Leave it to me, the one who writes mostly about easy-to-see birds in my yard, to vacation on Cape Cod, Massachusetts and have the best looks at a bird happen not at the National Seashore or at one of the great Mass Audubon properties there, but from the balcony of our timeshare!
Oh, we saw plenty of other birds during our trip (identified or not!), but the birds that put on the best show were warblers foraging for insects in a row of birch trees right on time share property. To make it even better, I was able to enjoy them at eye level from right outside my door on the second floor balcony. I even had a chance to view and take photographs while looking down on the birds! How often does that happen with most warblers?
While at least three different warblers were seen, the one that provided the best show was the Blackpoll Warbler. And whenever a bird gives me a great show like they did, I return the favor by learning more about them and sharing it here.
Most warblers become harder identify in fall (why else would Roger Tory Peterson have dedicated four pages of his field guide to "confusing fall warblers"?). And the fall Blackpoll Warbler is no exception, bearing little resemblance to its spring self. The namesake black cap and black-and-white streaking on the head and back are gone, and the bird is now olive colored above. But the streaks on the back are still there - just not black-and-white. These streaks, for me, make the fall blackpoll a little easier to identify.
There is lighter streaking on the sides and somewhat across the breast. The Warbler Guide (Stephenson and Whittle) notes that this streaking can be faint but is always present. I noticed that the birds had varying degrees of yellow on their breast. At first I thought I was seeing another species with a brighter yellow breast, but it was a blackpoll individual showing a little more yellow than the others. All had two strong wings bars.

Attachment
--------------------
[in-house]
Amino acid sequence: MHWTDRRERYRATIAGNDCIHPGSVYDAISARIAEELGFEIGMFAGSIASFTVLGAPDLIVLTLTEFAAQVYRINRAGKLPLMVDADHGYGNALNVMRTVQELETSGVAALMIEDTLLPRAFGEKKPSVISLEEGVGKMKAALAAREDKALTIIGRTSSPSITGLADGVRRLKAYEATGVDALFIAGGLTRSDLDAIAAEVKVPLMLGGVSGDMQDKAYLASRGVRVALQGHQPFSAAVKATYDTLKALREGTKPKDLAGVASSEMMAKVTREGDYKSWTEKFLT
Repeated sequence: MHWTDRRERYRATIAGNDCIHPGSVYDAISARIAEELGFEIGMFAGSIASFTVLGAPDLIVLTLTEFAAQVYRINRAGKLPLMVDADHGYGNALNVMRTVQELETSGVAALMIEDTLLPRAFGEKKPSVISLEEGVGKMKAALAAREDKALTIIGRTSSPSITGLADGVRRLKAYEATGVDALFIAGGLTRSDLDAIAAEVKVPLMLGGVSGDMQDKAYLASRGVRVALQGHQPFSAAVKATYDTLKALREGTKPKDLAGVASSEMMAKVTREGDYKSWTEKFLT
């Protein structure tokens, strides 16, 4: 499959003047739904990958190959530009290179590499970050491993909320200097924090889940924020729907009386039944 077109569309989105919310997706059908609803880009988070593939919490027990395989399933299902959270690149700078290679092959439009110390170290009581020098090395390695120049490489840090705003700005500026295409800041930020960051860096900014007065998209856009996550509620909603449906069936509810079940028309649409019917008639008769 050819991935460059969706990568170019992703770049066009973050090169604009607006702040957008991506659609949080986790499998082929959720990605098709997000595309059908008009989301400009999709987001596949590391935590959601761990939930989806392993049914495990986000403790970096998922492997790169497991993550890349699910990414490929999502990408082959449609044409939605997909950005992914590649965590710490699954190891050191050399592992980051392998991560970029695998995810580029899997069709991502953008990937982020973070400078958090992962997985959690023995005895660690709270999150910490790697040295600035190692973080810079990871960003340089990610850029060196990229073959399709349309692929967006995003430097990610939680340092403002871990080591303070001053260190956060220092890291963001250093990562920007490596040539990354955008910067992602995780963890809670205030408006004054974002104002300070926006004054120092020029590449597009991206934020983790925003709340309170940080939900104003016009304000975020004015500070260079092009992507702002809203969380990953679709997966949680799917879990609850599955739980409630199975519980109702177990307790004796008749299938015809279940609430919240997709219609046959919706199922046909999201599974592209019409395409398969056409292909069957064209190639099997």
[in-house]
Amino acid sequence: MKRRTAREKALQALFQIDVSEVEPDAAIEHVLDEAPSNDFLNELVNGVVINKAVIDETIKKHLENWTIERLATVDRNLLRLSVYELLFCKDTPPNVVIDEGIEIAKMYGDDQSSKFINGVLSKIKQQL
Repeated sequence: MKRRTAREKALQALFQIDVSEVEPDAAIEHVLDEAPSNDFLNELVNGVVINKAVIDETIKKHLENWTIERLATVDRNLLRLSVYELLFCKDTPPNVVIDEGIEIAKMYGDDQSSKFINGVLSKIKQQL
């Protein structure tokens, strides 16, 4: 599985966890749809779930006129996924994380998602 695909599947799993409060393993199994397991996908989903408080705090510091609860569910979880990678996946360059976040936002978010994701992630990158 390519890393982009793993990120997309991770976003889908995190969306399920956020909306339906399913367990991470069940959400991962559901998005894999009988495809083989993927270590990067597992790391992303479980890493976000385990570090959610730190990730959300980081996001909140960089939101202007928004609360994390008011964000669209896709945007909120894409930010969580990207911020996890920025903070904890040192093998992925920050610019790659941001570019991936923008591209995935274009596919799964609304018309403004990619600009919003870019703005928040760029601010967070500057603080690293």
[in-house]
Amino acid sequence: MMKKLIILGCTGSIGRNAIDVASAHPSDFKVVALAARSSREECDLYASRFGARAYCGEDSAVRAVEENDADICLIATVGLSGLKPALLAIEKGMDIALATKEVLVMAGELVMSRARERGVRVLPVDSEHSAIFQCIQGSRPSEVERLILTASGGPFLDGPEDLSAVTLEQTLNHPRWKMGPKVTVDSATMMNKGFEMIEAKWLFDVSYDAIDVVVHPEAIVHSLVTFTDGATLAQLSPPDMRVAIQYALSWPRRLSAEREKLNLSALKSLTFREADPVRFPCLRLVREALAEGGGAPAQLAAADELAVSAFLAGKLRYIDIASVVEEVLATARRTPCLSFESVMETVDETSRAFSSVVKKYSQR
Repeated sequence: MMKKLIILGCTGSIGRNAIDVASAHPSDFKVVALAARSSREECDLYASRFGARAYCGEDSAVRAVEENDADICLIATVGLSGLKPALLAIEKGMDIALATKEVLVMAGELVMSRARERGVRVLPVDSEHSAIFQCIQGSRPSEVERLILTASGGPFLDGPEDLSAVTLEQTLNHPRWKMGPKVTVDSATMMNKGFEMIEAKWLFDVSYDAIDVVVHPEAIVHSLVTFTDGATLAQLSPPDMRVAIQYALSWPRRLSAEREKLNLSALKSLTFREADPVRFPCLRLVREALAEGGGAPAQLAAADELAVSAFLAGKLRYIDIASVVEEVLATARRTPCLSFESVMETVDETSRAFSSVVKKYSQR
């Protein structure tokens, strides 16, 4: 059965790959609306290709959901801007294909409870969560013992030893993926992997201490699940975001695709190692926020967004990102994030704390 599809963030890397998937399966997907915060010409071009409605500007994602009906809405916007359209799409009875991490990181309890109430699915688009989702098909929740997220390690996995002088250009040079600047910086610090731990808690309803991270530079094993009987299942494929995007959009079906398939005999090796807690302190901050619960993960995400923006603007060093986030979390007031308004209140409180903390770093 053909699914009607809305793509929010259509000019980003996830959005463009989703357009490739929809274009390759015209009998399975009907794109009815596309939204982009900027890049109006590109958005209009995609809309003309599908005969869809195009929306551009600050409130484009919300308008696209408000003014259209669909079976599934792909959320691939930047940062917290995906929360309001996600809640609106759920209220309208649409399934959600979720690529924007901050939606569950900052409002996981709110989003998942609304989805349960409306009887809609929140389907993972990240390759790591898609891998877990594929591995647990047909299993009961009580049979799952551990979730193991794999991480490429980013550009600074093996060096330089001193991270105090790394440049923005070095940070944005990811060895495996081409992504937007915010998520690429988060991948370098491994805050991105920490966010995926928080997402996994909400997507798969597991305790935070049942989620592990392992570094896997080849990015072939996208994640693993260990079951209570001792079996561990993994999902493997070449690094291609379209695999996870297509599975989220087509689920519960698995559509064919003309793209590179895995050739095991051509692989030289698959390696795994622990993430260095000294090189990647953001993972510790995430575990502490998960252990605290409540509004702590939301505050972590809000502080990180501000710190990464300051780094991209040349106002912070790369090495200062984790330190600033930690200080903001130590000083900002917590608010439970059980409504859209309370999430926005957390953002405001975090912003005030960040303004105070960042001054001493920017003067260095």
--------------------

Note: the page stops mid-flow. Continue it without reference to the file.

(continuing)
At first glance, the fall blackpoll face seems non-descript but a closer look reveals an eyeline, a broken eyering, and a light stripe above the eye. It's amazing how much more you see on the warbler face when you really stop to study what's there!
I also got some good views underneath the bird, showing the white on the belly that extends through the vent area and undertail coverts. The undertail is also white and with darker tips. The legs are orangish.
I saw these blackpolls in mid-October on Cape Cod, Massachusetts, probably near the end of their fall migration in New England. It is here that they bulk up, feasting on insects and fruit, putting on as much body fat as they can in preparation for the next portion of their trip. This is where their story gets even more interesting: from these shores, they will begin a non-stop, 3-day flight over the Atlantic Ocean to reach their wintering grounds in northern South America.
Some of these birds may have nested in the higher elevations of New York and New England, but the great majority bred in the boreal forests of Canada. Their migration from breeding grounds to wintering grounds is nearly 2,000 miles each way, making their migration one of the longest migratory journey of any small songbird.
I feel very lucky to see any bird this close up. I love the birds that I see while traveling, and those seen that are in the midst of a migratory journey. And I especially love it when a bird has a fascinating backstory. I loved observing and photographing these Blackpoll Warblers as they foraged nearby, almost close enough to touch. But the amaze-o-meter went off the charts when I learned later about the journey they were just about to embark on.
To think these little creatures that shared time and space with me would soon take flight for a 2,000 mile journey over open ocean. There would be no rest stops for them, no GPS to navigate with, and no lunch breaks. Their wings will beat for 72 hours straight. Some may have made the journey before; for others, born a mere 2-3 months earlier, it would be a maiden voyage. Many will not survive. It's astonishing that any do when you think of the size of their body in relation to the length of their journey. But as technological advances allow us to track smaller and smaller birds, stories of extreme migrations are beginning to emerge, and we continue to be surprised and amazed at what birds are able to accomplish.